Listening is still difficult for me... I know if I am to have a chance at remembering anything, or keeping up with a conversation, I must put down the phone, close the laptop, pause the TV for the duration of the conversation. Eye contact is a MUST for me or I could lose focus and miss the last comment and risk letting on that I was not paying attention for any period of time. 

I believe it is a common

I believe it is a common symptom of ADD or ADHD. It is where the 'Squirrel!!' humor comes in. Anything in eye shot attracts our eyes. That's just the way it is. No Autism ... just ADD. Your eyes do the same thing as your brain ... jump around. It isn't intentional to ignore anyone or to make things less important.

My husband and I both have ADD. He can look me in the eye but he's glazed over after 4 seconds. I, on the other hand, cannot stand still or keep my eyes still when someone is talking. It's not disrespect by any means. At least not from my point of view.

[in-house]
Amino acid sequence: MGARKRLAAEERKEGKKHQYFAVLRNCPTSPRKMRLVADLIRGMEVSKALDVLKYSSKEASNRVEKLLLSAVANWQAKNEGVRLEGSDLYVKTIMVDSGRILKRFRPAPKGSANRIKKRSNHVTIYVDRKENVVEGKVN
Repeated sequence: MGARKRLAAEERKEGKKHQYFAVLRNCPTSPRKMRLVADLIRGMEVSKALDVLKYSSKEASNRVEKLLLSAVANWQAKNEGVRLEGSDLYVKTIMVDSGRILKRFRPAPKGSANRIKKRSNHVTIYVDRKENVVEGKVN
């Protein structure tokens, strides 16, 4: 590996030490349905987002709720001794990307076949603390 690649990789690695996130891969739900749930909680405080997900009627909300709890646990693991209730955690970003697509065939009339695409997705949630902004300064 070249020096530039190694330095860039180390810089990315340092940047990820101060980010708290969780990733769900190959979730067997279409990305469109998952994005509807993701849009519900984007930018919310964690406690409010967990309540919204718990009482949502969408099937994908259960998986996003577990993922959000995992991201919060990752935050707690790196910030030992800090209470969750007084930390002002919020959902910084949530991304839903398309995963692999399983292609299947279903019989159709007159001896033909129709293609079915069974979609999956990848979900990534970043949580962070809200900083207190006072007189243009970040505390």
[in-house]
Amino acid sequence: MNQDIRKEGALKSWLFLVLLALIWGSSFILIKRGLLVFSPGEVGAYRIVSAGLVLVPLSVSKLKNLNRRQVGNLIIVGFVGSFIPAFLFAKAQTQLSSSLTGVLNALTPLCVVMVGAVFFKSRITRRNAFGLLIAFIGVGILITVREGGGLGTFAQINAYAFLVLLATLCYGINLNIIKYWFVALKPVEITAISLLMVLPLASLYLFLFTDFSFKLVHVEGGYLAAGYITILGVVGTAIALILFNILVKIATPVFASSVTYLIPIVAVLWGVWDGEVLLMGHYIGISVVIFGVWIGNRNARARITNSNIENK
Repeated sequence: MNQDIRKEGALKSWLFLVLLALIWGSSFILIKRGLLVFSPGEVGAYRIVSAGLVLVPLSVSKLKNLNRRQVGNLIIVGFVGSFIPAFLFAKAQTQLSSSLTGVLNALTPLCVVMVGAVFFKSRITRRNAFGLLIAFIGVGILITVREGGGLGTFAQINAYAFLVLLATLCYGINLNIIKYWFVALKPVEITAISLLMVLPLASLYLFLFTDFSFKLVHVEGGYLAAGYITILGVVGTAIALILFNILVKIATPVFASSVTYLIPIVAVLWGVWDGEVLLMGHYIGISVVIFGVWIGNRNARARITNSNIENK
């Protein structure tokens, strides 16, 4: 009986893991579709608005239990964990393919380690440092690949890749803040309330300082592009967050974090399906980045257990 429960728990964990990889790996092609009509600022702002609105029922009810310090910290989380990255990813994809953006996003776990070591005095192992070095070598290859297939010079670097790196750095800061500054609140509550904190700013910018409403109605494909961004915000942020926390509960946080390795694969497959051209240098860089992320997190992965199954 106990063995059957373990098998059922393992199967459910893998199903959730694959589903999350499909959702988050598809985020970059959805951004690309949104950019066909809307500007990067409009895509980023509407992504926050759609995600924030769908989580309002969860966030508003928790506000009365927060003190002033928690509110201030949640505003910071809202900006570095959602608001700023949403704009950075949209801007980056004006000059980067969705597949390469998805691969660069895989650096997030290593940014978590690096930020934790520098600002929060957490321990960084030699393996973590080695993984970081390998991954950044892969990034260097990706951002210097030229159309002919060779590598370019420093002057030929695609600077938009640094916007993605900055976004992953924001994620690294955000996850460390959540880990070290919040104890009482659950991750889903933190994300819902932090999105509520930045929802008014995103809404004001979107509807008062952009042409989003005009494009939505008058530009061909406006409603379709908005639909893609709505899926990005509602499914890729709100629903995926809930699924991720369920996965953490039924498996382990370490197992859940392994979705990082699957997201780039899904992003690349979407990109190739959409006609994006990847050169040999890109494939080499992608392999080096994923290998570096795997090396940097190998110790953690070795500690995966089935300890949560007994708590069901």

I agree that this might just

I agree that this might just be really hard for your husband to do.  For a while it was driving me batty that my husband wouldn't look at me while we were eating supper (we sit across from each other); he would look down, up, or, worst for me, close his eyes!  I suggested to the family that we rearrange seating, because that would have put me across from one of our daughters and him across from the other, thus also helping to avoid the fights my daughters have about their own expressions while conversing.  But apparently 18 years of seating a certain way at the table cannot be tampered with!  Now, I try to bite my tongue and remind myself that there are indicators other than eye contact that people are paying attention.